Decades ago I patiently stood in the freezing cold waiting for a bus in Leeds, England, only to see the bus go by in the direction I wanted to go on the other side of the street. This was before I met the Admiral who was very good at knowing which side of the street to wait for vehicles on.

I did get there and back, talked to the director while there, have my class list, permission to put a syllabus on my website and tomorrow I should do better as to which sidewalk to wait on. Still, since I have to cross the street to where Homeland Security resides, with my luck I will probably be run over be run over by a laundry truck or tank or some car or bus. Worse luck yet I won’t die, but they will rush me to the hospital and save me — so I’ll be inundated, harassed, hounded by bills for years to come.

A friend suggested to me that next week if I don’t hear from the lawyer, I should phone him and if he’s gotten nothing new to say, then get a second opinion. She argued I should have the right to an explanation in writing. Caroline said call GEICO and they have given me a different phone number from the one I’ve phoned twice. I am not up to this today but will phone Friday. Another friend suggested my state representative. I’ll do that on Monday.

I do dislike taking cabs at high expense (or low) and have now phoned 4 places about hiring drivers: one of them told me in my case it makes more sense to hire a taxi. They do cost as much as Uber and more if you hire by the month. So I’m going to try to take buses and have bookmarked the bus schedules — shall I use a computer for simulated practicing? and how practice walking from where the bus/train leaves off to the place without a detailed visual map?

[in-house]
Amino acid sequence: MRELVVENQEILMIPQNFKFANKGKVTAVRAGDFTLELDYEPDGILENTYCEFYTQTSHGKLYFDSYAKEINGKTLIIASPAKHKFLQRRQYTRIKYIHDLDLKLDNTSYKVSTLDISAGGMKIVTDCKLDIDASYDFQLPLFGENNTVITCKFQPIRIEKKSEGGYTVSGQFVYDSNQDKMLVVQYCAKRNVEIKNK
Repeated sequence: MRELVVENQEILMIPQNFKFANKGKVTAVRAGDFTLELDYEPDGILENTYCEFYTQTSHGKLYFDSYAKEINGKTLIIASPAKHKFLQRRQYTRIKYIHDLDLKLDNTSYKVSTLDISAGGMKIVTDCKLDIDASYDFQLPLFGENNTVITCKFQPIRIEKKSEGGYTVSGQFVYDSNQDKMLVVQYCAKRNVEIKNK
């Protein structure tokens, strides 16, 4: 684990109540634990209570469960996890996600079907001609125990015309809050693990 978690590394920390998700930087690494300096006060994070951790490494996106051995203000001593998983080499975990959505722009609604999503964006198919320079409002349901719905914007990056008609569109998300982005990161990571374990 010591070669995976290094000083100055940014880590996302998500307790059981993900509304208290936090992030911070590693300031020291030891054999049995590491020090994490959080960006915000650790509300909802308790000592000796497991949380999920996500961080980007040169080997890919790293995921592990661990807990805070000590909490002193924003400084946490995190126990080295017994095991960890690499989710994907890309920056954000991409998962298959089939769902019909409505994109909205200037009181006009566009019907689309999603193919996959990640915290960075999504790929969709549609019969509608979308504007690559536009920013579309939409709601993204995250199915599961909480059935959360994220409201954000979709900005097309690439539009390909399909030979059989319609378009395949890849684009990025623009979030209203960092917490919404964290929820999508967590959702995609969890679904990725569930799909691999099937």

The DMV silence phone call and all that everyone tells me about going to jail if I drive continue to be a source of anxiety and distress, worry, it troubles my mind. I just can’t feel enough certainty my ability to drive will be returned to me — so the money I laid out for the car and now these cabs depresses and worries me.

I feel shattered and have been reading Austen’s Juvenilia where she thinks characters who claim to feel shattered are hilarious. I don’t.

Gorey Cat
Another Edward Gorey cat

Sylvia